See M.C.L.A. Sec. 500.2832 (lines 74-78). From the face of this provision it is clear that only "if the insured fails to render proof of loss" is the mortgagee required to submit a proof of loss statement. However, it is not clear whether this contingency also triggers the latter portion of the clause which provides that the mortgagee shall be subject to the provisions relating to the time of bringing suit. See M.C.L.A. Sec. 500.2832 (lines 76-78). If the contingency is read in the conjunctive, the logical conclusion is that if the insured does render proof of loss then the mortgagee is not obligated to file an additional proof of loss, and likewise is not subject to the contractual time limit for filing suit.


In the present case Cuzco rendered a proof of loss statement which arguably relieved Ford of any obligation to file an additional statement with Aetna or to sue within the one-year period. Moreover, Cuzco initiated a suit under the policy against Aetna within the one-year limitation period. We find it persuasive that Cuzco's suit rendered a similar suit by Ford duplicative and unnecessary. Because upon a fair reading the words in the above provision "may reasonably be understood in different ways," we conclude that the language is ambiguous and should be construed against Aetna and in favor of Ford. Raska v. Farm Bureau Insurance Co. of Michigan, 412 Mich. 355, 362, 314 N.W.2d 440, 441 (1982). Accordingly, we hold that Ford's claim is not time-barred under the provisions of the insurance policy.



Ford has also filed a motion to "strike issue No. 1 as stated in appellee's brief for failure to appellee to file a cross-appeal." We grant the motion to strike.


As indicated, the district court found that Ford enjoyed "mortgagee" status under the insurance policy. Since this finding was favorable to Ford and had no impact on the summary judgment ruling, it was not appealed by appellant. Nonetheless, in an attempt to bar Ford's claim on alternative grounds, Aetna challenges the finding that Ford is a mortgagee. It is Aetna's position that Ford is a "loss-payee" under the insurance policy, and, therefore Ford's claim should be barred by Cuzco's fraud.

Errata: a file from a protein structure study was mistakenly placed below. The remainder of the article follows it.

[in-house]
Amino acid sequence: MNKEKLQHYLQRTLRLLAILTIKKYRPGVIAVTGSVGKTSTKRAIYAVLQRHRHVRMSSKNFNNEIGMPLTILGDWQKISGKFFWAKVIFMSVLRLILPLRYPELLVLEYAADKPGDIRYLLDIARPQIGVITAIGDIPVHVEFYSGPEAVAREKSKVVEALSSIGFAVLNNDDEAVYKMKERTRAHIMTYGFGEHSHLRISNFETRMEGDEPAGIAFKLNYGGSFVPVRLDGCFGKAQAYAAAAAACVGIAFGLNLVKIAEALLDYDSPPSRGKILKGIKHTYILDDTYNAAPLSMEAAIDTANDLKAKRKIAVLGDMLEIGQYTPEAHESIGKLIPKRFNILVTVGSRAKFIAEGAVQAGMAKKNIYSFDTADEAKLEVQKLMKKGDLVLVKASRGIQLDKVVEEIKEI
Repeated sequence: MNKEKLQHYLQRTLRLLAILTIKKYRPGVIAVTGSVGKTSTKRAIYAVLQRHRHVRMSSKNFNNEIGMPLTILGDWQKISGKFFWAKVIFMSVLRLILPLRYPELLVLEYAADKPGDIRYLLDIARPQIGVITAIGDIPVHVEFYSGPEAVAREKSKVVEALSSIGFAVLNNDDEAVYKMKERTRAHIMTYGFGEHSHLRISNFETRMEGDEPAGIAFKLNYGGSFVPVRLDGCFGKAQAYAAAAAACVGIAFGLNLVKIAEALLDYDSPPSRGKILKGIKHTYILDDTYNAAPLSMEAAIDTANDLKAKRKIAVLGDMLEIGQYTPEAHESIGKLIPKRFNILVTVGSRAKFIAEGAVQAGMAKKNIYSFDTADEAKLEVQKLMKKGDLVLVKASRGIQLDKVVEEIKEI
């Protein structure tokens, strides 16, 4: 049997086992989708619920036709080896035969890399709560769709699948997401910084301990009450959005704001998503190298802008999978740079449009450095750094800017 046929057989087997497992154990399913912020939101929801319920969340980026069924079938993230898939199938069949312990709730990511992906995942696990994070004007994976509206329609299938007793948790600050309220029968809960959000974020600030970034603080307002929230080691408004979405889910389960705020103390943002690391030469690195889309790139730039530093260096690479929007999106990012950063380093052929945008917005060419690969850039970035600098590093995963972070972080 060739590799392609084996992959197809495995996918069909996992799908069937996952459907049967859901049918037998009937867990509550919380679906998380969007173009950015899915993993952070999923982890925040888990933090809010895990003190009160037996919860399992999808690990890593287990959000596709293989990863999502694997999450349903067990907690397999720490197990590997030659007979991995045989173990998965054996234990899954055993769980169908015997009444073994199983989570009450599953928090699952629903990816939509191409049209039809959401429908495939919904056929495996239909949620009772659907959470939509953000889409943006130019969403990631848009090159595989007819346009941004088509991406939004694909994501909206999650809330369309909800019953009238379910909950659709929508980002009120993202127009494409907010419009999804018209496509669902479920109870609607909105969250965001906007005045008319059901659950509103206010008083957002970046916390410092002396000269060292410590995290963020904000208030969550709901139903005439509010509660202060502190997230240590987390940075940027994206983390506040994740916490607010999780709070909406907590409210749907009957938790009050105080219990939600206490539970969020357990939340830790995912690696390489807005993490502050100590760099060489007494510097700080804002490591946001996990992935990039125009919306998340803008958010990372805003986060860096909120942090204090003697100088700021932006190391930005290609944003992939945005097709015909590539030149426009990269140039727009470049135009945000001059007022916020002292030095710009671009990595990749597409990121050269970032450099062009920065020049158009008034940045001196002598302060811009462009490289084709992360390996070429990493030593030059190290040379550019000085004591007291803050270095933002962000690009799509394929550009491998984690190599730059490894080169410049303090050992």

Under Rule 4(a)(3) of the Federal Rules of Appellate Procedure, Aetna was required to file notice of appeal as a prerequisite to presenting this issue to this Court. Accordingly, Aetna's failure to perfect a cross-appeal prevents our consideration of the issue. See Massachusetts Mutual Life Insurance Co. v. Ludwig, 426 U.S. 479, 480, 96 S.Ct. 2158, 2159, 48 L.Ed.2d 784 (1976) (In the absence of a cross-appeal "the appellee may not attack the decree with a view either to enlarging his own rights thereunder or of lessening the rights of his adversary."), quoting United States v. American Ry. Express Co., 265 U.S. 425, 435, 44 S.Ct. 560, 563, 68 L.Ed. 1087 (1924). See also The Practitioners' Handbook For Appeals To The United States Court of Appeals For The Sixth Circuit 31 (rev. ed. 1981).


The judgment of the district court is reversed and the cause remanded for disposition on the merits. No costs are taxed. The parties will bear their own costs in this appeal.